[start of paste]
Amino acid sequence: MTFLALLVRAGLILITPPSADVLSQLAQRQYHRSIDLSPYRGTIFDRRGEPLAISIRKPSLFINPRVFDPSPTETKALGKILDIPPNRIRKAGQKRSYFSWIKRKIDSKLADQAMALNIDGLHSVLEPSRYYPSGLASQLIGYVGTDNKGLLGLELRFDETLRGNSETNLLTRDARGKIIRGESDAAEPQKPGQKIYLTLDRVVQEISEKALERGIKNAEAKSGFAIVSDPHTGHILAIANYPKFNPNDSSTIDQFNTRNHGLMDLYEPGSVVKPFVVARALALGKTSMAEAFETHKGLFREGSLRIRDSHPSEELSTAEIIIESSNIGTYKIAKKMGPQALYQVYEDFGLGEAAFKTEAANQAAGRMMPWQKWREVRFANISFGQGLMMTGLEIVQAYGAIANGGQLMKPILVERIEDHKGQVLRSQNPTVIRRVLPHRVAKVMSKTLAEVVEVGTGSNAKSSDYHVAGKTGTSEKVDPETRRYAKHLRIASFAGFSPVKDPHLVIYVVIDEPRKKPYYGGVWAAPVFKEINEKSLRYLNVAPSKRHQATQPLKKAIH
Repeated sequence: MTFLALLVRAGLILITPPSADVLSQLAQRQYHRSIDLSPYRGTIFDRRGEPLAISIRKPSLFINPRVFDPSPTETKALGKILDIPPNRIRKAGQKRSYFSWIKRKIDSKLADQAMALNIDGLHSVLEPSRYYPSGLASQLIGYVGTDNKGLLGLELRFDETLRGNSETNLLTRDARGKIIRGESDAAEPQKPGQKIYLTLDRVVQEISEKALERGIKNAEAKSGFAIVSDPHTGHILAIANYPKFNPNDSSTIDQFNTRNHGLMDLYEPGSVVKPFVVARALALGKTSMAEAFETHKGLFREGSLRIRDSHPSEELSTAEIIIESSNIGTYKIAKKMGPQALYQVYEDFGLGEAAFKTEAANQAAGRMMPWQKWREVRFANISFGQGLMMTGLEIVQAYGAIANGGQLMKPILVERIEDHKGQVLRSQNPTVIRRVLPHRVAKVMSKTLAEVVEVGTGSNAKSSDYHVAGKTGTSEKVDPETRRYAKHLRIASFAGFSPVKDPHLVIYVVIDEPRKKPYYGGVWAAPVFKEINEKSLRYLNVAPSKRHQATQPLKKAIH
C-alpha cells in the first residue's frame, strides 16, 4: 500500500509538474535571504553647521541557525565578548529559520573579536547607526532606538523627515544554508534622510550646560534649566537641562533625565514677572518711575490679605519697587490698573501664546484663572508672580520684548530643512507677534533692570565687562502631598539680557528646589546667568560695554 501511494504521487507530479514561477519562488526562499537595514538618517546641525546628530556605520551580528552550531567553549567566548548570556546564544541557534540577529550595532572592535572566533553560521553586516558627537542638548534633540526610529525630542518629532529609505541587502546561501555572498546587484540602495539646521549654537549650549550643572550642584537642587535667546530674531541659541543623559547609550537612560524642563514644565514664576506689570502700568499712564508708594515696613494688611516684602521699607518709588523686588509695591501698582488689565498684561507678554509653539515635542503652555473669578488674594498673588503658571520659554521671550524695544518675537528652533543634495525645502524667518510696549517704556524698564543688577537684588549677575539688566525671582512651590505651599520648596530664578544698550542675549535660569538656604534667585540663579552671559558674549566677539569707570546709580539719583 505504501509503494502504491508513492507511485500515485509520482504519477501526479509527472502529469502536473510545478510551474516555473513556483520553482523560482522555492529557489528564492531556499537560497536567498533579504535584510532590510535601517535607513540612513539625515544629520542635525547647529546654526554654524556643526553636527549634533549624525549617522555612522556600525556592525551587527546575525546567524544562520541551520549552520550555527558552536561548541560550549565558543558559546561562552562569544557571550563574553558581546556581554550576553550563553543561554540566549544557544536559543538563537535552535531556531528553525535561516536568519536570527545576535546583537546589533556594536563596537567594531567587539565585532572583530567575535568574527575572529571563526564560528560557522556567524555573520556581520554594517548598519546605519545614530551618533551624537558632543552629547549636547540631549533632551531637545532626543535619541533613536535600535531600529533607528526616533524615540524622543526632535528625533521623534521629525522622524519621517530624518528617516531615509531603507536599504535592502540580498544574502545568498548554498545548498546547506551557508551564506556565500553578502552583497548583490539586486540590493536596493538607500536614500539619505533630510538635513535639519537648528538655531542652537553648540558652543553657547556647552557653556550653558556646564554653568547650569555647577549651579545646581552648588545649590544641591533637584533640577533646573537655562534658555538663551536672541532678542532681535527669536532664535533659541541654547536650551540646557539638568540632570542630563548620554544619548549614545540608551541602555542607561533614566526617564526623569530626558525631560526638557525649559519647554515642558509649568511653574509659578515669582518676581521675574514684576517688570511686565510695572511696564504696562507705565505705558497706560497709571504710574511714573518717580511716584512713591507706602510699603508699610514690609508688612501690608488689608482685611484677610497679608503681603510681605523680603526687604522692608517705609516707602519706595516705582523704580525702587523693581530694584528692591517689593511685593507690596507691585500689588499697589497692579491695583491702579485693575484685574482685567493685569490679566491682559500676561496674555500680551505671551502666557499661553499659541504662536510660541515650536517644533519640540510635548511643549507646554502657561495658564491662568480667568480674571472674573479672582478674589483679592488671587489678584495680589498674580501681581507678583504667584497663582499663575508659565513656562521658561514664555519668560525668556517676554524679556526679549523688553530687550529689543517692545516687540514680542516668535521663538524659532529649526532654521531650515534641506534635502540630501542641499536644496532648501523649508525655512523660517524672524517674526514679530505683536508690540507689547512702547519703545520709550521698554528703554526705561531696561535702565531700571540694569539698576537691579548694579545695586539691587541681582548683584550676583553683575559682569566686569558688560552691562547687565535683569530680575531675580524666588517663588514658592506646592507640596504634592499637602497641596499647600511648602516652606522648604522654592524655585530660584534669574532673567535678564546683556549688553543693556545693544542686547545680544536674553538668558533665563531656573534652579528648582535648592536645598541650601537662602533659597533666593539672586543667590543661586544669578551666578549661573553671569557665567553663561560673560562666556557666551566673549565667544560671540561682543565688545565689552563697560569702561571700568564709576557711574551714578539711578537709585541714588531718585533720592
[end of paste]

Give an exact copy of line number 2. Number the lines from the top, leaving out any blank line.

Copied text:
Repeated sequence: MTFLALLVRAGLILITPPSADVLSQLAQRQYHRSIDLSPYRGTIFDRRGEPLAISIRKPSLFINPRVFDPSPTETKALGKILDIPPNRIRKAGQKRSYFSWIKRKIDSKLADQAMALNIDGLHSVLEPSRYYPSGLASQLIGYVGTDNKGLLGLELRFDETLRGNSETNLLTRDARGKIIRGESDAAEPQKPGQKIYLTLDRVVQEISEKALERGIKNAEAKSGFAIVSDPHTGHILAIANYPKFNPNDSSTIDQFNTRNHGLMDLYEPGSVVKPFVVARALALGKTSMAEAFETHKGLFREGSLRIRDSHPSEELSTAEIIIESSNIGTYKIAKKMGPQALYQVYEDFGLGEAAFKTEAANQAAGRMMPWQKWREVRFANISFGQGLMMTGLEIVQAYGAIANGGQLMKPILVERIEDHKGQVLRSQNPTVIRRVLPHRVAKVMSKTLAEVVEVGTGSNAKSSDYHVAGKTGTSEKVDPETRRYAKHLRIASFAGFSPVKDPHLVIYVVIDEPRKKPYYGGVWAAPVFKEINEKSLRYLNVAPSKRHQATQPLKKAIH